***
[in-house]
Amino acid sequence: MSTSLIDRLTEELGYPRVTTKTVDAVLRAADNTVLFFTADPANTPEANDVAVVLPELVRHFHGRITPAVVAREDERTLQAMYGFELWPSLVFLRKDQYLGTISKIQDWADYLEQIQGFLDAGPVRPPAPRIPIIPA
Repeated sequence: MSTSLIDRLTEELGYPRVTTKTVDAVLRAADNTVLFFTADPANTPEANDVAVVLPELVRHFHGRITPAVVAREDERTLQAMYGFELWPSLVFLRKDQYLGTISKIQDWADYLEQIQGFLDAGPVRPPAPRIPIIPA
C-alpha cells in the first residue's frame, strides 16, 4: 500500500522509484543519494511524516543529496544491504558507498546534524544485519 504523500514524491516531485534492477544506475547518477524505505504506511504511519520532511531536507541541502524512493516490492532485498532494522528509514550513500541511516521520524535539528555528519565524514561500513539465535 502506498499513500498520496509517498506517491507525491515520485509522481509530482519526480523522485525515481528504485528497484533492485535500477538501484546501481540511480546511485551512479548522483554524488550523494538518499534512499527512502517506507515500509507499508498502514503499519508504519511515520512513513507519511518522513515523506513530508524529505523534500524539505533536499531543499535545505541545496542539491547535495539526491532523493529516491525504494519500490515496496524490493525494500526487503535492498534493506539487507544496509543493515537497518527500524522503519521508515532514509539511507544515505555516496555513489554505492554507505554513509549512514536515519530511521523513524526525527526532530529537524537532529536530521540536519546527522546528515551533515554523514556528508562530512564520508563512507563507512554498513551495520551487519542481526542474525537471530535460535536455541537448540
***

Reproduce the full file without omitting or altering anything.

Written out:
[in-house]
Amino acid sequence: MSTSLIDRLTEELGYPRVTTKTVDAVLRAADNTVLFFTADPANTPEANDVAVVLPELVRHFHGRITPAVVAREDERTLQAMYGFELWPSLVFLRKDQYLGTISKIQDWADYLEQIQGFLDAGPVRPPAPRIPIIPA
Repeated sequence: MSTSLIDRLTEELGYPRVTTKTVDAVLRAADNTVLFFTADPANTPEANDVAVVLPELVRHFHGRITPAVVAREDERTLQAMYGFELWPSLVFLRKDQYLGTISKIQDWADYLEQIQGFLDAGPVRPPAPRIPIIPA
C-alpha cells in the first residue's frame, strides 16, 4: 500500500522509484543519494511524516543529496544491504558507498546534524544485519 504523500514524491516531485534492477544506475547518477524505505504506511504511519520532511531536507541541502524512493516490492532485498532494522528509514550513500541511516521520524535539528555528519565524514561500513539465535 502506498499513500498520496509517498506517491507525491515520485509522481509530482519526480523522485525515481528504485528497484533492485535500477538501484546501481540511480546511485551512479548522483554524488550523494538518499534512499527512502517506507515500509507499508498502514503499519508504519511515520512513513507519511518522513515523506513530508524529505523534500524539505533536499531543499535545505541545496542539491547535495539526491532523493529516491525504494519500490515496496524490493525494500526487503535492498534493506539487507544496509543493515537497518527500524522503519521508515532514509539511507544515505555516496555513489554505492554507505554513509549512514536515519530511521523513524526525527526532530529537524537532529536530521540536519546527522546528515551533515554523514556528508562530512564520508563512507563507512554498513551495520551487519542481526542474525537471530535460535536455541537448540